Here's a story I wrote for today's edition of The Bristol Press (http://www.bristolpress.com/) about the expansion plans at Tunxis. If you've been impressed by the school's new look along Route 6, you'll be interested to know that it'll be extended a little further into Farmington. The view is of the new addition, seen from the east side. On the far right side of the picture is the corner of the building, at the junction of Routes 6 and 177.
FARMINGTON – Tunxis Community College is preparing for the next phase of its expansion, with a newly designed classroom building.
Tunxis President Cathryn Addy said they now know what the building will look like and are in the process of selecting the public art that will be part of it.
“It’s quite a ways down the road,” she said. “I’m really excited about it.”
Addy said the school is at capacity.
“We desperately need the space,” she said. “I’m very grateful that we’re even getting to plan a building right now.”
John Lodovico, the director of facilities at the college, said the 50,000-square-foot addition will extend the newest building – the face of the college – further east along Route 6.“It’s a good-sized building,” said Lodovico.
The project will be ready to go out to bid early this summer, said Lodovico.
“Then, it’s out of our hands,” he said, until the State Bond Commission allocates the money for construction.
Under the best possible scenario, Lodovico said, construction could start in the fall. The project will take 600 calendar days, he said, so in theory, it could be occupied by July 2012.
But he said, “I doubt that’ll happen.”
The new structure, which will be known as the 600 building at Tunxis, will have three stories above the ground. The eastern portion will also have a basement, said Lodovico, offering about 11,000 square feet of space.
The mechanics and custodians will have a work area in the new basement, said Lodovico, and there will also be storage space there.
The first, second and third floors will each have about 13,000 square feet each.
The first expansion phase at Tunxis completed two years ago added a new 33,000-square-foot library, student meeting space, labs, an art gallery and a half dozen classrooms. In all, it was a 100,000-square-foot addition.
“We still fell short of classroom space,” said Lodovico.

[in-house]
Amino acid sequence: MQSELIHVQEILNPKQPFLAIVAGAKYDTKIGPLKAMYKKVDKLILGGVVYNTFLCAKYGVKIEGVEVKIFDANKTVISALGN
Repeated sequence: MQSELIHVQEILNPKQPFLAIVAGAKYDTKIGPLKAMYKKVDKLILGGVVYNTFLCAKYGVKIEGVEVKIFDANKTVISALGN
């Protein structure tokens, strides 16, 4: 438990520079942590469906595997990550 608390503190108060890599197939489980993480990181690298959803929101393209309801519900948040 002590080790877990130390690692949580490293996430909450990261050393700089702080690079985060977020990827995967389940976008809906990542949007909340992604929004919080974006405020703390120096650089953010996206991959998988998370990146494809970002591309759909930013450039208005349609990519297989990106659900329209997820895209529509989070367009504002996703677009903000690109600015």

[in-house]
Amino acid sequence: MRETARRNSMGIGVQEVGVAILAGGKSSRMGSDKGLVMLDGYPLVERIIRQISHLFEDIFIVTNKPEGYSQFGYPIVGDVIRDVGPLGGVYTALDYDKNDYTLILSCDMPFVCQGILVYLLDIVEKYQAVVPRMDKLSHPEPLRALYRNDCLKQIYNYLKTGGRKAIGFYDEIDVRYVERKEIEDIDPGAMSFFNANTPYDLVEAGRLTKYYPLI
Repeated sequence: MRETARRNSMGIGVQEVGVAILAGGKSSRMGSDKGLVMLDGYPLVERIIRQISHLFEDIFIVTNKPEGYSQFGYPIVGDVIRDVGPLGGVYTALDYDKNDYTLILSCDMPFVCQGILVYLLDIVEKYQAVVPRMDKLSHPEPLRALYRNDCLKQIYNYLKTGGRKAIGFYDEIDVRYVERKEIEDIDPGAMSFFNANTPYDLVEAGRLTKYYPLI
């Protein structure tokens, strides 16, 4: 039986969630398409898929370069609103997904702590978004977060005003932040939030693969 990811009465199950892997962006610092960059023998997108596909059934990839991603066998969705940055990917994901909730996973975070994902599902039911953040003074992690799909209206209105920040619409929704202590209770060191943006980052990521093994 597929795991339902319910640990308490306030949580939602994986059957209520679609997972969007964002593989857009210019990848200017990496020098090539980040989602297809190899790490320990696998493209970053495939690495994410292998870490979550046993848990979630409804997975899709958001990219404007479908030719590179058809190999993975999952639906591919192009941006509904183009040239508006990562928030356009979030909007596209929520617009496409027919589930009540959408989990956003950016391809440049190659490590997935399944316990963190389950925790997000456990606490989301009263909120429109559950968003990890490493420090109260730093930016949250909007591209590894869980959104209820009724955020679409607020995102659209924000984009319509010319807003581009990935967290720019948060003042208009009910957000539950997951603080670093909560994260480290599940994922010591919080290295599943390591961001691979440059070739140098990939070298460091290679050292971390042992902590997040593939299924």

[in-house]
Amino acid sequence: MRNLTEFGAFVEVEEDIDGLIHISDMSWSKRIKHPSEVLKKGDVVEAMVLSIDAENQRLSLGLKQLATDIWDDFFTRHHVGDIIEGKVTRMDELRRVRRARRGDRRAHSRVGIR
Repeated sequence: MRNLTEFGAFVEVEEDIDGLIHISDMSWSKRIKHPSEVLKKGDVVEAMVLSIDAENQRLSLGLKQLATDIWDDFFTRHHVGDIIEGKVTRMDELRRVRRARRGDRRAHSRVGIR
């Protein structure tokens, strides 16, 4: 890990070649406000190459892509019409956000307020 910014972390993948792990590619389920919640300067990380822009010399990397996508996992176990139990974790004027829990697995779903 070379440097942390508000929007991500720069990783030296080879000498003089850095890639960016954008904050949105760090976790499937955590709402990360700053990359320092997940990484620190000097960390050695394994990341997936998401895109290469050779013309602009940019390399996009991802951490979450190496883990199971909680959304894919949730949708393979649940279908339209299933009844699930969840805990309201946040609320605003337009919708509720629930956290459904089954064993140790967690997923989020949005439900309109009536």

The second phase is half the size of the first one and is designed by the same architectural firm, Du Bose Associates in Hartford, in a matching style.
The building will have LEED environmental certification, based on design and materials. They’ll have flooring made of recycled rubber tires, he said, more glass and natural light to reduce electrical use. He said they’re looking at the mechanical system to see what can be done to make it more efficient.
Lodovico said the second phase adds nine 40-seat classrooms, six 30-seat classrooms, two laptop-compatible classrooms that accommodate 24 students each and two 20-seat classrooms for the first and second story.
The third floor will be reserved for future expansion, and probably used as office space at some point, according to Lodovico.
“We will wait until we can afford it,” said Addy.
Tunxis has 4,480 students, Lodovico said, which is 9 percent higher than this time last year.
Even after the first phase of the expansion, said Lodovico, the school was too small. He said he hopes the second phase meets the current needs of the school and said he expects it will, unless enrollment spikes again.
Having enough space for parking remains a big problem, Lodovico said, one that will likely require land acquisition to solve.
Originally, the budget for the second phase was set at about $35 million, according to Lodovico. But it has since been scaled back to $12 million, he said, not enough to do the original project.
The project initially had included the renovation or demolition and replacement of two of the original buildings on campus, an early-1960s-era former strip mall and a former grocery store. But that’s been put off indefinitely, Lodovico said, and the third floor of the new building won’t be finished right away, either, to save money.
It’ll be insulated and heated, he said, and pipes will be brought up there and capped.
If the bids come back low enough, Lodovico said, it’s possible that something could be done soon with the third floor. Otherwise, he said, it’ll be ready for expansion later.
If the economy improves or federal stimulus money is available to the school, Lodovico said, the project could move more quickly and more of it could be finished.
“The need is here and it starts with education,” said Lodovico.
Lodovico said a state traffic study showed the college needs a traffic light on Route 177 at the southern end of the property.
When classes let out, it can be difficult to make a left turn out of the parking lot, Lodovico said.
“It’s a busy place,” Lodovico said. “There’s a lot going on here.”
It’s possible the new traffic light may be a caution light, he said.
“That’s still in design development,” he said.